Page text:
By Ashby Jones WSJ
We find pretty amusing this notion that a bunch of Viacom employees secretly uploaded hordes of their own copyrighted videos to YouTube in order to bolster their copyright lawsuit against YouTube’s parent company, Google.
We have no idea if it’s true, of course, but the allegation is out there, as of Thursday.
In dueling summary-judgment motions unveiled Thursday in the long-running, heated battle between Google and YouTube, some new intriguing allegations were revealed. Among them, that Viacom that Google’s YouTube unit had sought to exploit copyrighted works for profit, and, yes, that Viacom itself had secretly uploaded copyrighted clips it later demanded YouTube remove. Click here for the WSJ story; here for the NYT story; here for Google’s summary judgment motion; here for Viacom’s SJ motion. (We’ve got a clash of the legal titans here: Google is represented by lawyers from Wilson Sonsini and Mayer Brown; Viacom is repped by Shearman & Sterling and Jenner & Block.) The case is in front of New York federal judge Louis Stanton.
A quick breakdown of the arguments:
Viacom, the owner of Paramount Pictures, MTV and Comedy Central, cites internal YouTube memos and emails to argue that YouTube actively encouraged the distribution of infringing content, thereby disqualifying it from immunity under the Digital Millennium Copyright Act.
For example, Viacom cites a July 19, 2005, email in which YouTube co-founder Steve Chen reprimanded co-founder Jawed Karim for putting “stolen videos on the site.” “We’re going to have a tough time defending the fact that we’re not liable for the copyrighted material on the site because we didn’t put it up, when one of the co-founders is blatantly stealing content from other sites and trying to get everyone to see it,” he wrote.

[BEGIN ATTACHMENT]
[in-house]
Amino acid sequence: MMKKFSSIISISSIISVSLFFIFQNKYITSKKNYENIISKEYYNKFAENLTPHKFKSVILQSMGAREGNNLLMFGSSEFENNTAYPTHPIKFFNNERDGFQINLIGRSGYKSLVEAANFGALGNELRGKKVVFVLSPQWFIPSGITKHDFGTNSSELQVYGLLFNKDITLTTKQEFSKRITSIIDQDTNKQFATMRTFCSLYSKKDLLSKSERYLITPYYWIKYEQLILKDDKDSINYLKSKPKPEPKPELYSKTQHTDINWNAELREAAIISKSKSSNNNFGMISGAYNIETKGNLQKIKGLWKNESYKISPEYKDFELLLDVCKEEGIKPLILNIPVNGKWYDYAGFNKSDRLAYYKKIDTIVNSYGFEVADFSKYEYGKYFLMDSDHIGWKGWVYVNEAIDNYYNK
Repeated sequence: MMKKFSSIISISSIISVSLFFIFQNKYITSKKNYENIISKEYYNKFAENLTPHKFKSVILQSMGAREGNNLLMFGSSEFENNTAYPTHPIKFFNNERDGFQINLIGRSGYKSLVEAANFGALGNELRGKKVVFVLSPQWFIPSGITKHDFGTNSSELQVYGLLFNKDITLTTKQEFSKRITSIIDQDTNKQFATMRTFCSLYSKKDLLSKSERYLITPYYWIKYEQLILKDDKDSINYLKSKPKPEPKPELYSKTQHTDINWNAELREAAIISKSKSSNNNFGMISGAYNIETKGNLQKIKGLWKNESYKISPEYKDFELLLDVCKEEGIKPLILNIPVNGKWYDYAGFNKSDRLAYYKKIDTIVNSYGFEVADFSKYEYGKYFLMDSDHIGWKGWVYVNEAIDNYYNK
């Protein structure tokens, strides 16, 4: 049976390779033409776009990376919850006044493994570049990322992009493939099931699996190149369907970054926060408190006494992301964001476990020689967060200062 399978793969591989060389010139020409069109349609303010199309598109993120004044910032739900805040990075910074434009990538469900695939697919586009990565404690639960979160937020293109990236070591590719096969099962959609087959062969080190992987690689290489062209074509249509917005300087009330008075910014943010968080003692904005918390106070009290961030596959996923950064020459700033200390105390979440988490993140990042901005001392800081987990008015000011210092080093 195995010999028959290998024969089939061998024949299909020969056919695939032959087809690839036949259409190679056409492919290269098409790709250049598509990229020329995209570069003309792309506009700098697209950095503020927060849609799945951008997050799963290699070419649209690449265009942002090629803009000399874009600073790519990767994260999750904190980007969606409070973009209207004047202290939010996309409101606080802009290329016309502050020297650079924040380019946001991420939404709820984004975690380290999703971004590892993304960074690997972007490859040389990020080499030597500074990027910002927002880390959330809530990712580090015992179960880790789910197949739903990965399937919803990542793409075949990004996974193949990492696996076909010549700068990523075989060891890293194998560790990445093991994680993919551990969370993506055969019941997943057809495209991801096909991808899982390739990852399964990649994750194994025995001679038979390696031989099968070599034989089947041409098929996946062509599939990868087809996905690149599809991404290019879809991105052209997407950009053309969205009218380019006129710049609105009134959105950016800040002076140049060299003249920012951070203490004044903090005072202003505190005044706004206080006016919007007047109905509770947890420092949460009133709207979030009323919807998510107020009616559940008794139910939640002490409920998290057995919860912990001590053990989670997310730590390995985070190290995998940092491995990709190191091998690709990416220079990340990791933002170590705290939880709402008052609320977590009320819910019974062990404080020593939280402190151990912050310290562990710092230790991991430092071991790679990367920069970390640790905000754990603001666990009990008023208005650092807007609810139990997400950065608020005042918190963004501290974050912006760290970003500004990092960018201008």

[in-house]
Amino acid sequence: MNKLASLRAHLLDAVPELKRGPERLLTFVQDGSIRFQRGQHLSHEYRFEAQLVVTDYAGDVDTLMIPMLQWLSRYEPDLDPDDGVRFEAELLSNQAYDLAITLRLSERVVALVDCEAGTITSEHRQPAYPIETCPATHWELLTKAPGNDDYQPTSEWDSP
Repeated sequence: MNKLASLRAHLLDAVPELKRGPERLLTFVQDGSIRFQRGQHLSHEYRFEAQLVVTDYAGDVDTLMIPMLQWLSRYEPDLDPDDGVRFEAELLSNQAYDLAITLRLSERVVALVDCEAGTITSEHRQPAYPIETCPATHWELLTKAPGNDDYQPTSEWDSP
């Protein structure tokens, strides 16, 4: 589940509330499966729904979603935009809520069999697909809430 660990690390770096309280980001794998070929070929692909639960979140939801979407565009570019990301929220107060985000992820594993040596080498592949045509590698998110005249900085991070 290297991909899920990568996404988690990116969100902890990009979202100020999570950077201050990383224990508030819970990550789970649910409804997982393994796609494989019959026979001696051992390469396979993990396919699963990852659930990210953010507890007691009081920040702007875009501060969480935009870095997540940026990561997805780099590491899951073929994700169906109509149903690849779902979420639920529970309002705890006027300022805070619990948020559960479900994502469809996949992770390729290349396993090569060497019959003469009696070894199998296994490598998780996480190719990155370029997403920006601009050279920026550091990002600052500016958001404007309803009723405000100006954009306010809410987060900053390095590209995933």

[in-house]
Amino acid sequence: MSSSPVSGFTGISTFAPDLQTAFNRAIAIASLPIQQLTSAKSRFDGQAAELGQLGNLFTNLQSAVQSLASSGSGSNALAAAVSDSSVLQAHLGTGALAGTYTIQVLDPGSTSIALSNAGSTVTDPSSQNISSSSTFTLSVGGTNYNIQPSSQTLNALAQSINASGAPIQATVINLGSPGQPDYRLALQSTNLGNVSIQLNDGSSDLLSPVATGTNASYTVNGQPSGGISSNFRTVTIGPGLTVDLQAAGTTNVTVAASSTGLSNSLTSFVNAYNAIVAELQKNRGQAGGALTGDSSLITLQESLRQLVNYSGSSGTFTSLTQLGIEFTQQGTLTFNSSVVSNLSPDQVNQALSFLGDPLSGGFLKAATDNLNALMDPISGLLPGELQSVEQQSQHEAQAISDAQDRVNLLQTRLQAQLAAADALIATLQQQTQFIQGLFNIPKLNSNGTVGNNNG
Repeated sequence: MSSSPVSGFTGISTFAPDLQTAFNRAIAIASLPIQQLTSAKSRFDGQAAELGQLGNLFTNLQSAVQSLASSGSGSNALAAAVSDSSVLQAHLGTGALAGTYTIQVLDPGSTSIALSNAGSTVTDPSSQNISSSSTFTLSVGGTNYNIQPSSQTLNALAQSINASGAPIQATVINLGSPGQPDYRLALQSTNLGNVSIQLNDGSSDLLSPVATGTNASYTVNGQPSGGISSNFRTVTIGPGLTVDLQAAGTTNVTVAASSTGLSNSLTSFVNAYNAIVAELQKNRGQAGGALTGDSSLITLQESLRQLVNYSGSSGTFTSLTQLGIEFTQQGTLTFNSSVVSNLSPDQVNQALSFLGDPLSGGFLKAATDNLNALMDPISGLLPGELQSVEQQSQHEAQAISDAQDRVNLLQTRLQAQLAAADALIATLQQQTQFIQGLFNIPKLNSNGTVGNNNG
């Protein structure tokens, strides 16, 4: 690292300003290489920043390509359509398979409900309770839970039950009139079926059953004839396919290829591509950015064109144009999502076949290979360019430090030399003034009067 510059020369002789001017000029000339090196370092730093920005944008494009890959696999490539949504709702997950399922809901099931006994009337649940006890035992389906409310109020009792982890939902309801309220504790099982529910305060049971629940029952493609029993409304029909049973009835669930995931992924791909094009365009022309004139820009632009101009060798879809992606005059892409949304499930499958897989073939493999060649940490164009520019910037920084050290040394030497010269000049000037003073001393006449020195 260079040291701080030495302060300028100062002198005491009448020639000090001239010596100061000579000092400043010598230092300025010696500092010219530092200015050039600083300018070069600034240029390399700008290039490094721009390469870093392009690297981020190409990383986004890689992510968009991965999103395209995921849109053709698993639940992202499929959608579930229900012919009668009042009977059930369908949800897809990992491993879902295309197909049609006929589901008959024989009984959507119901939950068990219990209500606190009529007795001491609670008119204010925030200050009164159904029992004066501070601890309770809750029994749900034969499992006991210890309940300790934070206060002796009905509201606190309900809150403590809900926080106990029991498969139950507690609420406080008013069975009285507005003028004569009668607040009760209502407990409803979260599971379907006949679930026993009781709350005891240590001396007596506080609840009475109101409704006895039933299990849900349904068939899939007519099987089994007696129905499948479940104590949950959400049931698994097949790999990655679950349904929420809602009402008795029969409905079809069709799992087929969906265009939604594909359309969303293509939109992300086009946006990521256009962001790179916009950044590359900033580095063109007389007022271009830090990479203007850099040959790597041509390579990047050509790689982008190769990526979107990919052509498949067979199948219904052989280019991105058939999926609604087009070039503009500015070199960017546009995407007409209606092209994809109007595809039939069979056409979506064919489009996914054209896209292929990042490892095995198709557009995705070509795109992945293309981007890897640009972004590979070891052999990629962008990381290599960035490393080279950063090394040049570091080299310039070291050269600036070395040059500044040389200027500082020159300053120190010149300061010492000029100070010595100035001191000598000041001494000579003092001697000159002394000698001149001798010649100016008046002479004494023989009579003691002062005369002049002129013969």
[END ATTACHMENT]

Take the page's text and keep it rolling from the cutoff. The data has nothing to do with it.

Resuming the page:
Google says the exchange was over viral videos, not “supposed piracy of media content.”
For its part, Google, presents evidence that Viacom executives actively marketed their shows on YouTube, often secretly. It also says that Viacom uploaded some of the clips it demanded removed.
Michael Fricklas, Viacom’s general counsel, said Viacom was responsible for uploading only “a couple hundred” out of tens of thousands of clips originally cited in its lawsuit. He described Google’s assertions as “red herrings” not relevant to the case.
So who won the battle of the SJ briefs? Eric Goldman, associate professor at Santa Clara University School of Law and director of the High Tech Law Institute, told the WSJ that both sides scored points. He said he was persuaded by Google’s argument that Viacom’s own lawyers couldn’t identify which clips were authorized to go up on YouTube and which weren’t. But he said that Viacom’s evidence that Google executives were aware that YouTube was filled with infringing content was also powerful.